Landing safely: how can airports help to prevent the spread of COVID-19?

3 min read

After a year of restrictions and lockdowns, we’re all looking forward to a future where we can travel again. Whether it’s for business or pleasure, we know that the return of the aviation sector is vital for the long-term global economic recovery. Airports and airlines around the world are preparing for a return to normal – but how can they ensure that they keep passengers and their staff safe?

Airports already benefit from a universal acceptance that, to complete a journey, there are a set of conditions that must be complied with. Given this, it’s not unthinkable that further requirements, such as mandatory Covid-19 testing, could be absorbed into standard passenger behaviour with relatively limited resistance.

What will create unrest, is if new measures have a notable impact on the overall passenger experience, not least through increased queuing times.

To ensure this doesn’t become a problem, airports need to rethink how they’re configured and understand how they can implement the new infrastructure needed to keep people safe while on site and to stop cases of the virus crossing borders.   

As the vaccine rollout picks up pace in more countries, social distancing will inevitably start to wane, but in environments where there are large numbers of people from all over the world, including countries that are less progressed in their vaccination schemes, the practice must remain to aid protection. For example, at London’s Heathrow Airport, enhanced signage and floor stickers reinforce the guidelines for social distancing, intuitive one-way systems prevent passenger crossover points, and roaming safety marshals help passengers who do not have the appropriate equipment or are not adhering to guidance.

Innovative technology has a major role to play in driving behaviour change and making social distancing feel like the norm. In recent weeks augmented reality queuing systems have received widespread recognition, capturing the attention of the public for its inventiveness in helping people to maintain distance. Importantly, this system presents an opportunity to improve an area of passenger experience that has long-standing challenges, offering convenience, agility and comfort through a more organised and speedier boarding process. 

Technology will also play an integral role in minimising surface contact throughout the passenger journey. From advanced CT scanning, which allows items to remain in bags during security checks, to enhanced use of touchless technology, the opportunity is there if the infrastructure can be effectively installed.

Where it isn’t possible to avoid surface contact, such as use of safety-essential handrails, hygiene comes to the fore. Continued provision of hand sanitiser points and a rigorous approach to cleaning, including through the use of robots and self-cleaning touch displays, should remain at the top of the agenda.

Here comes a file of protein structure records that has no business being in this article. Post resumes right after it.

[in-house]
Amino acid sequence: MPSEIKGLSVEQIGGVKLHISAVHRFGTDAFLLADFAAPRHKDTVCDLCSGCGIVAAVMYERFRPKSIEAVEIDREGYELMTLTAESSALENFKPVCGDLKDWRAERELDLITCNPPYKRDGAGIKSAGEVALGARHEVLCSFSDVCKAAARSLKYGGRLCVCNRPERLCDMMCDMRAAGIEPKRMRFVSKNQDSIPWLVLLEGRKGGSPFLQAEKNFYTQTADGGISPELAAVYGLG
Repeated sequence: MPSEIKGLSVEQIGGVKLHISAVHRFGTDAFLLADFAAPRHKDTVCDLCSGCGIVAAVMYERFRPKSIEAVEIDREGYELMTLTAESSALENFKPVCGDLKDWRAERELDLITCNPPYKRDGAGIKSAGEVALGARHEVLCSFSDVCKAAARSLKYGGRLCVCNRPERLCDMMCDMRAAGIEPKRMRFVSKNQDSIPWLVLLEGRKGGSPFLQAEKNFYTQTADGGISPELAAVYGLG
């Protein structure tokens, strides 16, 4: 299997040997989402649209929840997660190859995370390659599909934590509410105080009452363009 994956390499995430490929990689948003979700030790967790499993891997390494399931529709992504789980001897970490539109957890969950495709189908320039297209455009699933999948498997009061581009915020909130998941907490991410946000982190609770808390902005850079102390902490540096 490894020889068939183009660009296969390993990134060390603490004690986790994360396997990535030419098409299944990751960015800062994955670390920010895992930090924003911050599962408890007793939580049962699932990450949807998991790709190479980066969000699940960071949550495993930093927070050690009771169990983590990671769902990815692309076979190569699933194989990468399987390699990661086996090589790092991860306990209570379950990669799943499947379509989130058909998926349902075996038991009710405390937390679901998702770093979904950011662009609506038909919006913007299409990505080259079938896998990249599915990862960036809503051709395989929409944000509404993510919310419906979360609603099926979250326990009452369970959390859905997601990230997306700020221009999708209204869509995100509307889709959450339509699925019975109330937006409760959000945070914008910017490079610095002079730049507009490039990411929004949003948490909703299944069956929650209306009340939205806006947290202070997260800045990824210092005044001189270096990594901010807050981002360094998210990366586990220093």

The lessons learned and data captured must be shared among airports and airlines and, indeed, beyond the sector. This information is central to the aviation sector becoming a leader in the Covid-19 battle.

Behavioural change and improvement to infrastructure will only go so far in helping airports to control the spread of the virus. Testing, in its own right, requires changes to infrastructure and behaviours, along with innovations, but has the critical role of keeping positive cases in country and minimising the risk of international transmission. Without effective testing, we will not achieve quarantine-free international travel in the timescales we are all hoping for.     

The approach to testing at airports has varied across countries depending on government policy, with some nations, such as the UK, perplexingly not implementing on-arrival and before-departure testing until recently. Mace’s airport clients around the world have shown how on-site testing has been successfully rolled out, and the benefits are clear; our client in Iceland, Isavia, was the first airport in the world to implement a government backed arrivals testing regime and is rightly praised for doing so.

It is essential that we seek international consistency, putting pressure on respective governments to support the measures that our leading industry professionals say – based on the primary data they have – are critical to operating airports safely. 

Although Covid-19 vaccinations haven’t been proven to stop transmission of the virus, having had the necessary jabs will eventually become a recognised mark of safety. In the meantime, proof of test results needs to be easily accessible on an identifiable platform.  

To facilitate this ‘certification process’, the aviation community needs to develop and endorse a universally recognised system (or systems) that enable passengers to prove they’ve met entry requirements. IATA’s digital Travel Pass is one example that is now in full trail mode with another Mace client, Qatar Airways. The app, which provides two-way flow of information – passengers can find entry requirements and airport officials can quickly check a passenger’s credentials – could set the precedent for the medium term.

There’s no silver bullet and it would be unwise to pretend the aviation sector isn’t facing another challenging year. I am confident, however, that with the right combination of innovation, commitment and collaboration from across the sector, we can achieve a consistent approach that gives governments and passengers the faith they need. The aviation sector will come back and, when it does, passengers can take huge confidence in the strides taken over the last twelve months to ensure safety, health and wellbeing remain top of the agenda.